Thank you for bringing this issue to Internet Evolution. Privacy-driven network equipment is an underutilized category of hardware in my opinion.
That said, there are always going to be those forces that will try to extract as much data as possible from our online traffic. I'm curious to know what can consumers look for when choosing such freedom boxes and how can they assure themselves of a more secure Internet experience?
Also, which companies are championing these devices? And are there standards we should be looking at to ensure their survival?
The US government is funding controversial projects to collect daily Internet activity, including Web searches, Twitter messages, Facebook and blog posts, and the digital location trails generated by billions of cellphones. Its goal is to map these interactions to predict social behavior, such as protests.
What can users today do to protect their online privacy? The simplest and most obvious option is to not use the Internet – at all. However, once all digital information is consolidated over the Internet, trying to protect digital identity by simply unplugging from the Internet becomes impossible – a fact that has manifest implications for civil liberties, Saunders says.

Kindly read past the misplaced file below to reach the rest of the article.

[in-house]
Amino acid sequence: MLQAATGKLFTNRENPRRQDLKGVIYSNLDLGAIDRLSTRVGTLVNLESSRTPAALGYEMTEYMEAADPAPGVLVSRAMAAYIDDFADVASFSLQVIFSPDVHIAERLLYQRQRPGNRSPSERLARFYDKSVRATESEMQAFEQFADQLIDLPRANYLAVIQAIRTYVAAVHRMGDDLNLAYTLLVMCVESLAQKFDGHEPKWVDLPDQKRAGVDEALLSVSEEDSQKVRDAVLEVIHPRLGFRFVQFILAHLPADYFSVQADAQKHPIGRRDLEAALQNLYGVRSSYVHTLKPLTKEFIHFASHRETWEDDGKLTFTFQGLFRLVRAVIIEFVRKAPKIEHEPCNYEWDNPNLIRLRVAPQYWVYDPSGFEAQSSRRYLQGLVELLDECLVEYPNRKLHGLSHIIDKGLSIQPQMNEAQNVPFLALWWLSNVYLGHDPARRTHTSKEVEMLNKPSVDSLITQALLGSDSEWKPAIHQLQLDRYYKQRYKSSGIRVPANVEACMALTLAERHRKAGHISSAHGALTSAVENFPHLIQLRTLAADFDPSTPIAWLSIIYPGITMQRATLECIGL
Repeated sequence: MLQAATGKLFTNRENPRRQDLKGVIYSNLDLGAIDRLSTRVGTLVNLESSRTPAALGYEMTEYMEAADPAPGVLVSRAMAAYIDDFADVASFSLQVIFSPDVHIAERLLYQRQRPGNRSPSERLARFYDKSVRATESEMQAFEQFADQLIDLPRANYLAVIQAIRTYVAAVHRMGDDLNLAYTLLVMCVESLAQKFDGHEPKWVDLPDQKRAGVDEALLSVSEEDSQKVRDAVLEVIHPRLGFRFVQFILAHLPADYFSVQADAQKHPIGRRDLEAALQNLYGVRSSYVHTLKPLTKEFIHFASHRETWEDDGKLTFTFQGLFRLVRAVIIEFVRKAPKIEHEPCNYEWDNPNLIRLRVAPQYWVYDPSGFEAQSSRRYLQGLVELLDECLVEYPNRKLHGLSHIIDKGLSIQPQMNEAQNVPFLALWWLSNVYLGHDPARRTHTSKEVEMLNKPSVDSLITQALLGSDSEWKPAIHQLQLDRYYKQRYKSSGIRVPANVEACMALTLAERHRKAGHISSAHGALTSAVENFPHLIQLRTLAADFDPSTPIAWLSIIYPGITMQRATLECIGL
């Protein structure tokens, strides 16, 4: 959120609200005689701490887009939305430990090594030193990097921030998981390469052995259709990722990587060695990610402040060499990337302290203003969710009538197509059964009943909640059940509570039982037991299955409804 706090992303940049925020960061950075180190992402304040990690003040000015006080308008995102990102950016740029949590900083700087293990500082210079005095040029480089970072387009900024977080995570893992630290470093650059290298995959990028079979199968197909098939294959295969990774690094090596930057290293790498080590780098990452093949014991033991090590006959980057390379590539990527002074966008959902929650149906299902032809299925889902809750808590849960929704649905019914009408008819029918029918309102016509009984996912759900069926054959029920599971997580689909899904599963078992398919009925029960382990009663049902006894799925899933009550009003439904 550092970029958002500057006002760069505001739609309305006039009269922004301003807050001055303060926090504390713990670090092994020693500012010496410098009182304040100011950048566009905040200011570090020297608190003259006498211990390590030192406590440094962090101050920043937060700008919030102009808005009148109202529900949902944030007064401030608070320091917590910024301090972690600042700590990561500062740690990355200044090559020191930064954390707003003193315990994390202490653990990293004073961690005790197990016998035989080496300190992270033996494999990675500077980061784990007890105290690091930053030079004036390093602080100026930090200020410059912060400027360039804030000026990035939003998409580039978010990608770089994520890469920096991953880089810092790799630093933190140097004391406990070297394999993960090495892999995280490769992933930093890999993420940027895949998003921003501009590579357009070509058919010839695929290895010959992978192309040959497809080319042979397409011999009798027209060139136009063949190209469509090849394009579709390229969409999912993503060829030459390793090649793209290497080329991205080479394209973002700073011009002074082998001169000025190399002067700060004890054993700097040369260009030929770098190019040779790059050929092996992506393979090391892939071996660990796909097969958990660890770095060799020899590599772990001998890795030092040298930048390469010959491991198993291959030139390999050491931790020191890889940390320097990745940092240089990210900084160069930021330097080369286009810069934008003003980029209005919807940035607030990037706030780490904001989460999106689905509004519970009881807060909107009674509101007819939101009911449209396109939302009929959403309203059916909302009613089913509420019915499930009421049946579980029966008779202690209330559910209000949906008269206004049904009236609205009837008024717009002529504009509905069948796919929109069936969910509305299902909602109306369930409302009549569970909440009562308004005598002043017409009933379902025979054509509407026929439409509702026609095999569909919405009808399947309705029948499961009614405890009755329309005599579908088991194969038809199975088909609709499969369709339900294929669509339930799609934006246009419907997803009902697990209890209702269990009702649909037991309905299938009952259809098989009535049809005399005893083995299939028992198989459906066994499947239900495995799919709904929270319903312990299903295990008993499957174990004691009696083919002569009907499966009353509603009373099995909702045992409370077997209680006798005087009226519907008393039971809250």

By 2011 the number of Internet-connected sensors will exceed 1 trillion, making your chances of doing anything or going anywhere unnoticed pretty much zero. Saunders talks about how the 'sensortization' of the Internet is eliminating the traditional divide between online and offline populations.
The 20th Century Internet was characterized by the ability to interact with other people and information on the Internet largely without anyone knowing who you were. The Internet of this century, conversely, will be defined by identity. Saunders explains how Internet users are unwittingly contributing to the demise of the anonymous Internet.
The plan for unmanned police drones to patrol traffic and other city conditions in Seattle has sparked a new set of legal concerns about privacy. Law traditionally lags technology, but we can expect now to see a new round of activity in the courts as legal definitions begin to emerge on what "next-gen privacy" will look like.
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